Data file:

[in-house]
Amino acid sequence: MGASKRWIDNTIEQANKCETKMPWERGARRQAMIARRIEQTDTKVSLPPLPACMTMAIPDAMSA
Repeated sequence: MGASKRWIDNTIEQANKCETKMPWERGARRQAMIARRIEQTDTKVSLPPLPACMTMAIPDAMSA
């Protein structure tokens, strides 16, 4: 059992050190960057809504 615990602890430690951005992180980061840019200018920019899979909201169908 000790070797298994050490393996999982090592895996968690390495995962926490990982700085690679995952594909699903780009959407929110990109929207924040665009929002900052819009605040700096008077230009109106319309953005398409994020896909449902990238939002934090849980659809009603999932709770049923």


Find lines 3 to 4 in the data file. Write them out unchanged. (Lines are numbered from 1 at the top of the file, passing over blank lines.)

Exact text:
Repeated sequence: MGASKRWIDNTIEQANKCETKMPWERGARRQAMIARRIEQTDTKVSLPPLPACMTMAIPDAMSA
């Protein structure tokens, strides 16, 4: 059992050190960057809504 615990602890430690951005992180980061840019200018920019899979909201169908 000790070797298994050490393996999982090592895996968690390495995962926490990982700085690679995952594909699903780009959407929110990109929207924040665009929002900052819009605040700096008077230009109106319309953005398409994020896909449902990238939002934090849980659809009603999932709770049923």